Sunday, 29 July 2018

Elton John - Don't Shoot Me, I'm Only The Piano Player (1973)


Released in January 1973

Recorded at Chateau D'Herouville, France and London


1. Daniel
2. Teacher I Need You
3. Elderberry Wine
4. Blues For My Baby And Me
5. Midnight Creeper
6. Have Mercy On The Criminal
7. I'm Gonna Be A Teenage Idol
8. Texan Love Song
9. Crocodile Rock
10. High Flying Bird

This was the album, released in January 1973, that saw Elton John begin his transition from "mature before his time, bespectacled balladeer" to outrageous glam rocker, still singing m,any of the same ballads, and interpreting Bernie Taupin's wonderful lyrics, but now with huge platform boots, gold lame suits and massive novelty glasses. The music was now not just adult, sincere ballads but was developing a commercial edge. Yes, "Your Song" and "Rocket Man" had been huge hits, but they were not upbeat, "glammy" rockers like the exhilarating, singalong fun of "Crocodile Rock". Even the album's other big hit, the moving "Daniel", although a slow number, had an irresistible hook that made it a perfect single.

To be honest, both "Teacher I Need You" and "Elderberry Wine" were rollicking, piano-driven instantly memorable rockers and certainly would have made great singles. There was certainly nothing like these tracks on late 1971's "Madman Across The Water" or also particularly on mid 1972's "Honky Chateau" (although there were a few signs of a new direction on that album). "Teacher" has a glorious refrain and "Elderberry" has one hell of a brass section on it.

"Blues For My Baby And Me" is a throwback to those introspective, mournful, brooding "Madman Across The Water" ballads, full of Bernie Taupin's Western imagery and a lovely, captivating, soulful chorus part. Just gorgeous. Elton at his mid-seventies best. Uplifting and infectious. "Midnight Creeper" is a strident, pumping piece of brass-driven blues rock, with a name check for Tina Turner. Nobody did this sort of funked-up, ballsy and bluesy rock like The Elton John Band in those days. Their sound was quite unique. The horns and guitar interplay is energising. Great stuff. As with some of the "Caribou" material, I had forgotten how good some of these lesser-known tracks were.

"Have Mercy On The Criminal" is another that harks back a bit to the "Madman" album, in its bleak subject matter, and somewhat inscrutable sound. This one certainly had no commercial pretensions whatsoever. It sits a little incongruously with the rest of the album. I remember at the time, when I heard it, at 14, I hated it. Now, in later years, I have reassessed, unsurprisingly. "I'm Gonna Be A Teenage Idol" is a pounding, brassy number that sounds like "Honky Cat" in places. The lyrics ruminate on the pop fame Elton was about to have. "Texan Love Song" is a whimsical, country ballad  with an acoustic backing that has hints of the material from the "Elton John" album. The lyrics also concern redneck homophobia in considerable detail but this went largely unnoticed at the time. "Goddam it you're all gonna die" sings the bigoted protagonist. A dark song sung over a light, buoyant melody. It had considerable irony.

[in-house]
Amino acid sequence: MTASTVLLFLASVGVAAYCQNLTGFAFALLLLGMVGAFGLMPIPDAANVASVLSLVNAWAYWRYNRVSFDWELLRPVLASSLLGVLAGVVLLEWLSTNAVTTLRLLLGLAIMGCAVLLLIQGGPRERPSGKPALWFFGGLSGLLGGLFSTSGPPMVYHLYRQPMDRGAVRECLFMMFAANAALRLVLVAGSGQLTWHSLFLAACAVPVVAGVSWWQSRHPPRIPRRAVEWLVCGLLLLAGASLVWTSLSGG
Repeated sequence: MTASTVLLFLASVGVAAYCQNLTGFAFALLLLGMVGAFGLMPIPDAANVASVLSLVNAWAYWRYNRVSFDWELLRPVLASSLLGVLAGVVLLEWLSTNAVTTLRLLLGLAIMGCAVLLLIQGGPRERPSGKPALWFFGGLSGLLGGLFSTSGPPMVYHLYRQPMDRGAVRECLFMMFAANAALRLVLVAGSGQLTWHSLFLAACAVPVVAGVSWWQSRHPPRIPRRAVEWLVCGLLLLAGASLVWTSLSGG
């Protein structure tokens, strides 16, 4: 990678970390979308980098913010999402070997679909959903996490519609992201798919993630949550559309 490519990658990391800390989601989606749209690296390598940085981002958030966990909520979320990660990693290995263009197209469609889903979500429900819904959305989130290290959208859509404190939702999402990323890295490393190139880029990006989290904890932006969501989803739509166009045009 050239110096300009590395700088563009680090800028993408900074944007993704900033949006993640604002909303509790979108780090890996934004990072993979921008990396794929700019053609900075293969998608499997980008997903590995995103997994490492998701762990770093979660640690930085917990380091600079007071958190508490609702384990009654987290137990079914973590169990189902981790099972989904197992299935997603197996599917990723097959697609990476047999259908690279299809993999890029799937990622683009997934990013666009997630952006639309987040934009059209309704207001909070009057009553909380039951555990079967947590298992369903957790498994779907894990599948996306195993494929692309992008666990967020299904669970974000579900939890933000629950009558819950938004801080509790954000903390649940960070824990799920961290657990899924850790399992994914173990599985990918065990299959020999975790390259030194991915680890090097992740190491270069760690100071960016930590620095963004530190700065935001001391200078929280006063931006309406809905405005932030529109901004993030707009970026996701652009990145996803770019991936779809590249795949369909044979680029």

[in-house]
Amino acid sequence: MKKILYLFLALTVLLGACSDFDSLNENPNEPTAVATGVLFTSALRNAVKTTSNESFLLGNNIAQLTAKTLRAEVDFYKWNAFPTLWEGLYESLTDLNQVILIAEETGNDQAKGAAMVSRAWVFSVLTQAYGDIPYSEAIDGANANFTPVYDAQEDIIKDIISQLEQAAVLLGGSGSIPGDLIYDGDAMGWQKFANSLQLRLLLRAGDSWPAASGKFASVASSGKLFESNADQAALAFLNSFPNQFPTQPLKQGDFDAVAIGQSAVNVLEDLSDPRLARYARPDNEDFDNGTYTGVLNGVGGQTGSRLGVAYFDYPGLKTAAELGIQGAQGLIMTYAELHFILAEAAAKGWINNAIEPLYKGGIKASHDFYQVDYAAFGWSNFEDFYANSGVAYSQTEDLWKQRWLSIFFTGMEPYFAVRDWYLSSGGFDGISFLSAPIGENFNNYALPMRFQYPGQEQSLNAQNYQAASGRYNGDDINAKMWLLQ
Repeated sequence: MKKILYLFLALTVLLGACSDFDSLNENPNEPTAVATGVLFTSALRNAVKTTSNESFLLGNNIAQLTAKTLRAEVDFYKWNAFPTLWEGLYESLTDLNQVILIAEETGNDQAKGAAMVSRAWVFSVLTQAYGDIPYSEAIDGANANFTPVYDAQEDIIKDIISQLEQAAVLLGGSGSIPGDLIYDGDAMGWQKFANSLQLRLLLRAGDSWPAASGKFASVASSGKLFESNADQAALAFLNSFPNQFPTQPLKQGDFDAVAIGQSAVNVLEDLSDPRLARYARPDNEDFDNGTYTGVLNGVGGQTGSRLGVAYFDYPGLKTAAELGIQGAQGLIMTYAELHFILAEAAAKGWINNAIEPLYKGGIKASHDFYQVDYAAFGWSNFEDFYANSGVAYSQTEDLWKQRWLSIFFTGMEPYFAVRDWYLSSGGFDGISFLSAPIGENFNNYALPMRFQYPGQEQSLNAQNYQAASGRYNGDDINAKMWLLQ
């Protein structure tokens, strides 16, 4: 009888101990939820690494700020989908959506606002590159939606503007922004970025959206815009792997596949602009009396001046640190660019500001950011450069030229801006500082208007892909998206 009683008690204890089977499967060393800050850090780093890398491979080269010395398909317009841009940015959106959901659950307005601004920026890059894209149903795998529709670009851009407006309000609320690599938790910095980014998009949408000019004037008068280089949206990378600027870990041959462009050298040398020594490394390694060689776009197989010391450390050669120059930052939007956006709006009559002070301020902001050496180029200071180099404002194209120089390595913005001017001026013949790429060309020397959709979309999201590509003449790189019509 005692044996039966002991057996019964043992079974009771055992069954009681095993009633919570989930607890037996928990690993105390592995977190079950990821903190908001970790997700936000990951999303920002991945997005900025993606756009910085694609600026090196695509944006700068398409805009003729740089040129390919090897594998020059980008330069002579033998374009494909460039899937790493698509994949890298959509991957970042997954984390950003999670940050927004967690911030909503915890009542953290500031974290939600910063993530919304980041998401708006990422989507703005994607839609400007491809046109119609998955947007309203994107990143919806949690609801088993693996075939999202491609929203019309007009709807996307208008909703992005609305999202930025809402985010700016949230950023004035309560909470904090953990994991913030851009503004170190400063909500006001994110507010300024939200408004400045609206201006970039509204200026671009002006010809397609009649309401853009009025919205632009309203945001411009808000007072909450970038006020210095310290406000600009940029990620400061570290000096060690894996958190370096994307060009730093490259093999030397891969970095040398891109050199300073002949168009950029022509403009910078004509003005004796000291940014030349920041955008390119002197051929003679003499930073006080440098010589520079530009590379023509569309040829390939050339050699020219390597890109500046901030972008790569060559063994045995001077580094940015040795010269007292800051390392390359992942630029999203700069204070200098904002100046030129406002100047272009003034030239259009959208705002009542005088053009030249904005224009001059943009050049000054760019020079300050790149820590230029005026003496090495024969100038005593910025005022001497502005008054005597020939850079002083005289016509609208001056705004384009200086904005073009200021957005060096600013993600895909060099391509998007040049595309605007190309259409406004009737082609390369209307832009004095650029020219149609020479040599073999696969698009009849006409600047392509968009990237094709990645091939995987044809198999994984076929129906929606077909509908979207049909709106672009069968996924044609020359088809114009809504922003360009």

After the rousing beginning to the album, it was in danger of getting in to a bit of a rut by now, but this is all saved by the rousing "Crocodile Rock", with its instant, "la-la-la" chorus and fairground keyboard riff. "High Flying Bird" was an inspirational, soaring ballad, with snatches of the piano notes from "Candle In The Wind" in places. It was one of those songs that seemed to fit being the final track on an Elton John album, like "Curtains" from "Captain Fantastic" and "All The Nasties" from "Madman" (yes I know it was the penultimate track, but it fits the bill). Elton John was on the way to flying higher than he had ever done.


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